Miranda Lambert's Rare Double Album is an Ambitious, Risky Project

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How many double albums have you bought in the past ten years? And how many of those albums were new, original music? And take it one step further -- how many were country albums? You can probably count the number on one hand.

That's because not many artists release double albums anymore. But not many people have the ambition of Miranda Lambert. On Friday, Nov. 18, she releases The Weight Of These Wings, a rare double album of all new recorded music.

Conventional thinking says we live in a "singles" market. Most artists are lucky to get your attention for three and a half minutes. If it's good enough, you may check out a few tunes on an EP. And then maybe that warrants a look at a full record.

Our attention is divided, and our access to new music is nearly limitless. So if a record doesn't carry us every song, there's a good chance we don't make it all the way through. People just don't usually experience music in the same way they used to listen to a full record on vinyl.

We get our music everywhere now, but we get it in small, specific doses. It's a double-edged sword. If one song on an album let's a listener down, they may move on and never come back. That's one reason you don't see a lot of double albums anymore.

Which makes it all the more impressive that Miranda Lambert reportedly wrote 60 songs for the record and recorded 30 over the course of a year. She then whittled it down to two discs of 12 songs each, titled "The Nerve" and "The Heart." Not surprisingly, the record's lead single "Vice" comes from The Nerve, which represents the outer shell/persona Lambert created over the past decade.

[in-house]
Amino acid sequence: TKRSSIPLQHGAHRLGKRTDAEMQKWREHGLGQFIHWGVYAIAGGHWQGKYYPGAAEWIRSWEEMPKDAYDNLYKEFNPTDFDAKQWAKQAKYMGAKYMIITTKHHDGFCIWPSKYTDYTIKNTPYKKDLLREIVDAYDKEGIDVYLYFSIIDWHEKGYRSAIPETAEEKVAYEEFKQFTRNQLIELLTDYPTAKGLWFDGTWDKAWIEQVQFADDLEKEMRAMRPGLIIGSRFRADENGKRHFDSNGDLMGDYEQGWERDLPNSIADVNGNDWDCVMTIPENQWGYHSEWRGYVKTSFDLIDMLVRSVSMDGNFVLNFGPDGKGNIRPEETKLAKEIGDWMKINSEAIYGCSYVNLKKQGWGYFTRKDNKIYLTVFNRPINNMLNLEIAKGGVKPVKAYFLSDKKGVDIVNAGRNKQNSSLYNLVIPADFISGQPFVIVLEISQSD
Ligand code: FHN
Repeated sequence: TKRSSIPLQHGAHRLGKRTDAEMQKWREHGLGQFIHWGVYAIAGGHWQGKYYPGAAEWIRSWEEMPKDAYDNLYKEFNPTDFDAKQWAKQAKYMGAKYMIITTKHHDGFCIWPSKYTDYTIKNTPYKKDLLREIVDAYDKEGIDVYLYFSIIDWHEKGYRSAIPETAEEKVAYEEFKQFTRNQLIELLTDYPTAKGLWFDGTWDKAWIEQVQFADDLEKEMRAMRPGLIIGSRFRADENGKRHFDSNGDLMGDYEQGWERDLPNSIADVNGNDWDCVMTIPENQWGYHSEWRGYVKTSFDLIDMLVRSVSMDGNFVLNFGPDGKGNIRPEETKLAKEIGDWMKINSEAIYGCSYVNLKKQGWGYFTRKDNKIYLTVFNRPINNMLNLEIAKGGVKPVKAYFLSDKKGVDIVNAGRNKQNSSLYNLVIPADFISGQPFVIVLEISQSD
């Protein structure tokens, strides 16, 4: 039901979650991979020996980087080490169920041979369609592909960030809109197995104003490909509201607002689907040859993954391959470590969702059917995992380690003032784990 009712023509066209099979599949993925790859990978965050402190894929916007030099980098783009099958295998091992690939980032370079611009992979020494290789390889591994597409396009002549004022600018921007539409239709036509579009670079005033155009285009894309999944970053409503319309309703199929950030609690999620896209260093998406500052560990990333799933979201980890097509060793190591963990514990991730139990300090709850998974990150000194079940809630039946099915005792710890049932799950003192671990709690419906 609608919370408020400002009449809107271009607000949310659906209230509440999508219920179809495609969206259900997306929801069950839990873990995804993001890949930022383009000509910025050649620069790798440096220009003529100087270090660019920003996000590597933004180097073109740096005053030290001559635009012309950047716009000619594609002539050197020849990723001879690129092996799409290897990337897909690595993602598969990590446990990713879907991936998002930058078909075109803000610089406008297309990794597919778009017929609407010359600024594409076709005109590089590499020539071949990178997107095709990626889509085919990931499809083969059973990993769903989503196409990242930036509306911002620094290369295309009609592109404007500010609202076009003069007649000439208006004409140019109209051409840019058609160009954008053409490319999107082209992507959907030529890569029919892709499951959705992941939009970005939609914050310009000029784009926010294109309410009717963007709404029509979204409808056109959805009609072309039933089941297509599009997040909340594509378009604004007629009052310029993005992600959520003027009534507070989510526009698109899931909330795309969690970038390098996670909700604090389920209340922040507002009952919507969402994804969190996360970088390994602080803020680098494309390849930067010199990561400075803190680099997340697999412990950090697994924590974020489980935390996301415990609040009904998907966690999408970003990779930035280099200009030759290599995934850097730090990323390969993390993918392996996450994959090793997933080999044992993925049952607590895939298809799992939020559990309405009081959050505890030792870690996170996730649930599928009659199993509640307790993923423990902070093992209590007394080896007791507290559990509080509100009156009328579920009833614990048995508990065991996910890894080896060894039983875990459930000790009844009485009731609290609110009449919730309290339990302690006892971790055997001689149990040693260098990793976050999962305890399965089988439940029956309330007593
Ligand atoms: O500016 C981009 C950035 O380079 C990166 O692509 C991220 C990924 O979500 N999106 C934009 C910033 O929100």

Longtime producer Frank Liddell said the whole process felt very natural. And yes, Miranda Lambert's divorce from Blake Shelton obviously inspired the move.

"She came to me a year-and-a-half ago and was going through a lot," Liddell told Billboard. "She said, 'I really just want to take a look at myself, what I've been doing, what I've been going through, write about it, live through it and make a record.' She wanted to look at herself as introspectively as possible, and how she got here, and make the record that's reflecting that."

Perhaps one reason so few artists release double albums? So few artists know what they want to say enough to warrant one.

Most artists don't have a lot of time. Obligations stretch them thin, and recorded music doesn't make as much money anymore. So, artists focus heavily on touring, marketing and other appearances. Album releases serve as a vehicle for other revenue streams.

But not with Lambert, and not with this record. Liddell notes that the decision to make a double album wasn't "calculated," but merely a natural result of her own creative process.

Lambert has built her career around her own voice, a creative risk in and of itself in today's country world. People made a big deal out of Shelton's new music after the pair split. He released it quickly. But in rushing that process, Shelton ended up with the sub-par If I'm Honest.

Critics said "ho-hum," and the label went on the marketing offensive with major sales to move units. The CMA's shut him out of the 50th awards show.

Meanwhile, Miranda Lambert shut out the outside noise and focused on her music. And in the process, she took a huge creative risk few other country artists (Garth Brooks, Vince Gill, Marty Stuart) have. All signs point to that risk paying off in the form of her best music yet.

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Miranda Lambert's Rare Double Album is an Ambitious, Risky Project